Costamare, the Greek shipping company that owns the wrecked Rena, reassured New Zealanders it will continue to fund the salvage operation as it moves into a more difficult, costly phase now that the container ship has broken up.
The recovery and clean-up mission stepped up several notches in the recent days when the vessel, which has been grounded on a reef in the Bay of Plenty off the Port of Tauranga since Oct. 5, snapped in two in high swells over the weekend.
The stern section sank on Tuesday, taking with it 400 containers which will now need to be salvaged by teams of specialist saturation divers at a daily cost of $150,000.
Costamere issued a media release saying the company and its insurers will continue to fund the salvage operation, "including the recovery and processing of containers washed overboard." It said it is working with the salvors, insurers and Maritime New Zealand to formulate a plan dealing with both sections of the wreck.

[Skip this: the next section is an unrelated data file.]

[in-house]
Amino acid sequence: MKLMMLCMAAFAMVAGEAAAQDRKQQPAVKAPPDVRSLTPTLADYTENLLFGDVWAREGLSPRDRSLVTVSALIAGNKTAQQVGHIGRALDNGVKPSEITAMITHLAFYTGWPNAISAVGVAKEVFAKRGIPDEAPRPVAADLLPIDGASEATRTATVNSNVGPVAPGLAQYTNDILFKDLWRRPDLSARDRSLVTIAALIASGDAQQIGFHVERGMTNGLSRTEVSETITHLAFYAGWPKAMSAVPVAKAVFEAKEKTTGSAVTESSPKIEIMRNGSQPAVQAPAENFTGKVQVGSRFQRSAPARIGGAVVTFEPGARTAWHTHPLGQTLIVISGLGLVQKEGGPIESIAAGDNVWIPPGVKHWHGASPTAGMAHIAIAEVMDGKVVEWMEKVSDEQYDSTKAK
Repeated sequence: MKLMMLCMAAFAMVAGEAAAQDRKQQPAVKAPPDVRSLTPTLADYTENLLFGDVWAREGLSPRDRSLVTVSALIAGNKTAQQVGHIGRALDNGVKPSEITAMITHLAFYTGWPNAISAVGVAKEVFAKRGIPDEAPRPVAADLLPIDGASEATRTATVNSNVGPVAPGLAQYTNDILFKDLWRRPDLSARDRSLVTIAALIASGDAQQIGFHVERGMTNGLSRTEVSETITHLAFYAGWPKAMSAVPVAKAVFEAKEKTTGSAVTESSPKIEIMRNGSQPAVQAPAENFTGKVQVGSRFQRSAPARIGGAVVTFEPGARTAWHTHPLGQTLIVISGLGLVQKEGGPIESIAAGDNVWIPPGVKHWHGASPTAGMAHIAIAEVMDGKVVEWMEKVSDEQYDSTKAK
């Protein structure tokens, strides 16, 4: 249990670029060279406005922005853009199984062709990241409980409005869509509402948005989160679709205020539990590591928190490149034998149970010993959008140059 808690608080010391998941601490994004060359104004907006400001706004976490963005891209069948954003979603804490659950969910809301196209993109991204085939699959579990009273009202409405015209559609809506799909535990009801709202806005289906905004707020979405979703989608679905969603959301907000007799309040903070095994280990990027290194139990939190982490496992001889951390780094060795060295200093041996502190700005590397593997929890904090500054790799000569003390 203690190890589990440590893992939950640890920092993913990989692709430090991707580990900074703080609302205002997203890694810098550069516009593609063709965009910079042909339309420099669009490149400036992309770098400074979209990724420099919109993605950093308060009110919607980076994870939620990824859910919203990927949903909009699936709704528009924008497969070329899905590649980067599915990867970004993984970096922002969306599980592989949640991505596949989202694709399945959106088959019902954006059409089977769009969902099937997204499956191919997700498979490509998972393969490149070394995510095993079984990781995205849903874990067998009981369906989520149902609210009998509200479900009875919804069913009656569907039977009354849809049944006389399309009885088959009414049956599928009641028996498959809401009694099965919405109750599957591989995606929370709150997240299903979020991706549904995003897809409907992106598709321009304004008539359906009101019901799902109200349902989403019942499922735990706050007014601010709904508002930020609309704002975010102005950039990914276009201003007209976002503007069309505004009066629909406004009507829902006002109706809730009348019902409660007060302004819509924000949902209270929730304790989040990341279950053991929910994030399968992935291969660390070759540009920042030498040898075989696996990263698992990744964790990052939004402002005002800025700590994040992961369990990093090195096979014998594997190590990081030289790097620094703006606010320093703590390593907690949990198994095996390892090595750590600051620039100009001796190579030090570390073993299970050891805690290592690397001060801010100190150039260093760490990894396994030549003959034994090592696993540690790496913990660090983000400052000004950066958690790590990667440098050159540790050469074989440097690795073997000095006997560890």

"These plans are to be discussed with government authorities and other experts in the field, to ensure minimum damage to the environment and disruption to the lives of those living in the area," the statement read.
It clarified that the Mediterranean Shipping, which was chartering the Rena at the time, was "not a responsible party to this very unfortunate incident". Meanwhile, aerial flights show no change in the wreck's condition, or position in the past 12 hours.
Salvors are awaiting signs the stern section has firmly settled in the Astrolabe Reef before attempting to remove submerged containers. Under law, the wreck and its cargo must be removed from the site and will not be left to form a dive site, Environment Minister Nick Smith says.